At once serious and very, very silly, David Lynch’s 1984 version of Dune was one of the biggest flops in cinematic history. Stuffed with all the things fans of Frank Herbert’s sci-fi novel would expect – spice, special effects, sandworms – it also featured Sting as a campy, orange-haired aristocrat who wears a codpiece. Denis Villeneuve’s new reboot thankfully ditches the silly, but it does take itself extremely seriously.
Based on Herbert’s seminal 1965 work – and not Lynch’s box office bust – Dune tells the story of Paul Atreides (Timothée Chalamet), the son of a noble family who’ve recently been entrusted with the most precious planet in the universe. On Arrakis, huge deserts are harvested for spice, the vital ingredient used for interstellar travel. Later, when his father (Oscar Isaac) is murdered in an imperial plot to unseat the Atreides family, Paul and his psychically powerful mother (Rebecca Ferguson) are dumped in the desert and left for dead. To survive, Paul must track down mysterious tribe The Fremen, who have a prophecy that calls him ‘The Chosen One’ destined to bring peace to the galaxy.
If that all sounds a bit like Star Wars, then that’s because it’s a lot like Star Wars. Preternaturally gifted boy takes on evil empire with the help of a secretive band of resistance fighters is hardly a new story. But where Villeneuve’s Dune differs is in its execution. Much like its sandy setting, his film is so vast that it’s difficult to comprehend at first. Shot through an arthouse lens, great, red drifts blend together in the haze while monstrous space ships shoot through the sky above. During battle scenes, the camera swoops in low over fierce warriors fighting with razor-sharp blades before suddenly zooming out as rockets slam into skyscraper-sized vehicles. Villeneuve has made it very clear he’d rather his movie be viewed on the big screen. And he’s right. The scale is jaw-dropping.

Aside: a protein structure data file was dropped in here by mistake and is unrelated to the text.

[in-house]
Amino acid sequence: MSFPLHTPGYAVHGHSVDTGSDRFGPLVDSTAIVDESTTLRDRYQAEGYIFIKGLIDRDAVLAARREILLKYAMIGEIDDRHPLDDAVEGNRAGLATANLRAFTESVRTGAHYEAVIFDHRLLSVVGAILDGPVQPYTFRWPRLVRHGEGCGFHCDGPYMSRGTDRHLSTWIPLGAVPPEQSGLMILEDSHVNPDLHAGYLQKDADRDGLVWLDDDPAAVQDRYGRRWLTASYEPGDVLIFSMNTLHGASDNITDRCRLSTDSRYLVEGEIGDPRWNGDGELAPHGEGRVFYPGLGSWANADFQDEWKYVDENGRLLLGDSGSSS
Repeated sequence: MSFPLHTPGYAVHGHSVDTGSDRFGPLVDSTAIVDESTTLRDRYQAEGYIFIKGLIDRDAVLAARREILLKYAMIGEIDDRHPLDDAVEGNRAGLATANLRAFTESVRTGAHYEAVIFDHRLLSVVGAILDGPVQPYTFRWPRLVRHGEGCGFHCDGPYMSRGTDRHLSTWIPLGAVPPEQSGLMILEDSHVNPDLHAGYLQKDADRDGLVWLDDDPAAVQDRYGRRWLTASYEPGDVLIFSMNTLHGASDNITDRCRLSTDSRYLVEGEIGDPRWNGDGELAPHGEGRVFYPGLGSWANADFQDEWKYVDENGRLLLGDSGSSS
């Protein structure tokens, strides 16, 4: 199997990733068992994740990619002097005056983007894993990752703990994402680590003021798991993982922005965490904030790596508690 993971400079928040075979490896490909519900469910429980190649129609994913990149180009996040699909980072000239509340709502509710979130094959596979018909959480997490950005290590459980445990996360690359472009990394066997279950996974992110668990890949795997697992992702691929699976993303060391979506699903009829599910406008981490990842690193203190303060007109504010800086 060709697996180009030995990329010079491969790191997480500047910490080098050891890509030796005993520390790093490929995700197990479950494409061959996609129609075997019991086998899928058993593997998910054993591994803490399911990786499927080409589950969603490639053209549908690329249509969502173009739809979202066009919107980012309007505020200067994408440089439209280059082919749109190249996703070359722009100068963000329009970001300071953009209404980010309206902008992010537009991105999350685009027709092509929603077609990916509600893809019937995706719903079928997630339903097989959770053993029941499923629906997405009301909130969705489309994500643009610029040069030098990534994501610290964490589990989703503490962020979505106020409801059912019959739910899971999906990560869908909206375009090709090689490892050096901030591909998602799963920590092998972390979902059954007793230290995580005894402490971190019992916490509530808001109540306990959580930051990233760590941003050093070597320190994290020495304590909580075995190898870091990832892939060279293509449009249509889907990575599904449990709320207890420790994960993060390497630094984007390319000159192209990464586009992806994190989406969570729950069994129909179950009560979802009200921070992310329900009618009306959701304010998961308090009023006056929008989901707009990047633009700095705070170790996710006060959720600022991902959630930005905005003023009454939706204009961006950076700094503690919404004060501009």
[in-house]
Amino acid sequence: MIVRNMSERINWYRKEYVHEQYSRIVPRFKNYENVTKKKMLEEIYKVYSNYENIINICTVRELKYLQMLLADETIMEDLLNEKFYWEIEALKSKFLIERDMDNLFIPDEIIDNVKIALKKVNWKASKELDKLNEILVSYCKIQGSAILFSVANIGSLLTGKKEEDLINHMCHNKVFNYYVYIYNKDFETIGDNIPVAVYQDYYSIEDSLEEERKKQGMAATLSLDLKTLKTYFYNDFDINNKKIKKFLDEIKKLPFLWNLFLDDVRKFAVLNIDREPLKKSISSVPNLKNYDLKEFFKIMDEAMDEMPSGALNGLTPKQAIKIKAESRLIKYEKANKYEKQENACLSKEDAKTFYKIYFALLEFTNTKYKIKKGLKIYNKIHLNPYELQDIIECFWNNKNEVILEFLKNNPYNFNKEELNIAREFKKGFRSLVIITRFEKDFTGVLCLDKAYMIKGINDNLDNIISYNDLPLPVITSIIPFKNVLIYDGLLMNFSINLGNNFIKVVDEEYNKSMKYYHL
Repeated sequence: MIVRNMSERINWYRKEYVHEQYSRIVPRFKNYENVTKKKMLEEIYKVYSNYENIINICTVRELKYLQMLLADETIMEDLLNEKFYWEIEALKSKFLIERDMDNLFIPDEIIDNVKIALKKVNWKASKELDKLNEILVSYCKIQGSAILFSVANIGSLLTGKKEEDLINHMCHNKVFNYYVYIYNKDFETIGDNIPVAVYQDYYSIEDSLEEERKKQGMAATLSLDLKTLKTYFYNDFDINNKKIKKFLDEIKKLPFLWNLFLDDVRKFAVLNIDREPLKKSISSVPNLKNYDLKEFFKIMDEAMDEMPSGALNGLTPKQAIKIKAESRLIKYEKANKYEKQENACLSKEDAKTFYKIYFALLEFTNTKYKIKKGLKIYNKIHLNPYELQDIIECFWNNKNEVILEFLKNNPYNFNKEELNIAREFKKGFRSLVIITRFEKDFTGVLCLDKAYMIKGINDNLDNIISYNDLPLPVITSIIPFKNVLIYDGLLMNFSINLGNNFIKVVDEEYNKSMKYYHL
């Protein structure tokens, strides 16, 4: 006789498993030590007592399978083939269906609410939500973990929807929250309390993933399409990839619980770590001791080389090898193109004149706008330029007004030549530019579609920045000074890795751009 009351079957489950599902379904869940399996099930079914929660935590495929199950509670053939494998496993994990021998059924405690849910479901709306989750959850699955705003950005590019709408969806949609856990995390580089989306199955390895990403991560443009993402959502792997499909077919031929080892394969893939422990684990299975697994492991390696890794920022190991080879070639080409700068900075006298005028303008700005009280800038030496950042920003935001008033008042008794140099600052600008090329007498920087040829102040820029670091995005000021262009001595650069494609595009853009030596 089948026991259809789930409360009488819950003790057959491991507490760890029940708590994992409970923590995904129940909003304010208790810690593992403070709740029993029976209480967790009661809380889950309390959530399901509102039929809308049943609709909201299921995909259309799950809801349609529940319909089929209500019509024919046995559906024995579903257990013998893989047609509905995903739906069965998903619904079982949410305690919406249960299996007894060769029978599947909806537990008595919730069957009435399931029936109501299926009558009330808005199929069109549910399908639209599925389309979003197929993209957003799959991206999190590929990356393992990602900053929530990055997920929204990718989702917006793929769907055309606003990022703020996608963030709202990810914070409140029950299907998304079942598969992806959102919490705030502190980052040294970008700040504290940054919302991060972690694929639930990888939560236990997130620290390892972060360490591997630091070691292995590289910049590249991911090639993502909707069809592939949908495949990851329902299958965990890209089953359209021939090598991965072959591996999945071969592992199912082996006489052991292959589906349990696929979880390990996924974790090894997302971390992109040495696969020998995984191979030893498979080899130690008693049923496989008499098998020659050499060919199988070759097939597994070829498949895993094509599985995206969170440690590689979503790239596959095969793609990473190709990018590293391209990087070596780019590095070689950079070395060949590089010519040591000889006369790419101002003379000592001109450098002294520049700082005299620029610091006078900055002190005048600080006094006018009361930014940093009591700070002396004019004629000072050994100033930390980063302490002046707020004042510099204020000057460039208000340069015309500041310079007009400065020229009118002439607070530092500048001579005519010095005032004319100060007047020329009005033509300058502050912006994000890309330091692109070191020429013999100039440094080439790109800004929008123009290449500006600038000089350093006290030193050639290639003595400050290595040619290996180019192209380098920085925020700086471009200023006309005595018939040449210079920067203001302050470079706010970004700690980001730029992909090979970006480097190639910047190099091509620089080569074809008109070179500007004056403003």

The only thing as impressive is Dune‘s cast, which must have cost more than Arrakis’ yearly spice revenue. Chalamet plays the conflicted lead well, but he’s outclassed by Ferguson, whose Lady Jessica has years of maternal worry etched into her every expression. Oscar Isaac, Javier Bardem, Dave Bautista and Josh Brolin add muscle and gravitas, each playing varying forms of the same gruff military man. While Jason Momoa (who nails the script’s single joke) pops up as an archetypal handsome pilot with a roguish grin. Only Zendaya struggles to make an impact, but that’s less related to her performance and more to do with the film’s plot. Dune, some will only realise as the credits roll, is but one part of a duology. As such, Zendaya’s character, Fremen youngster Chani, appears only in Paul’s dreams until the first chapter’s end. Chalamet has been quick to promise interviewers they’ll see more of her in the next movie (yet to be green-lit).
After two hours and 35 minutes, Dune‘s lack of closure feels irksome to say the least. The average cinemagoer might not have realised they need to come back for another round – and there’s little about Dune‘s marketing to help them twig. That said, the sheer ambition on display here means you get plenty of bang for your buck. Cast member David Dastmalchian described the film to NME last week as “like nothing you’ve ever seen before,” which is certainly correct. You could probably apply that statement to Lynch’s Dune as well, but in this case it’s actually a good thing. Here’s to part two.
- Director: Denis Villeneuve
- Starring: Timothée Chalamet, Rebecca Ferguson, Zendaya
- Release date: October 21 (AU cinemas)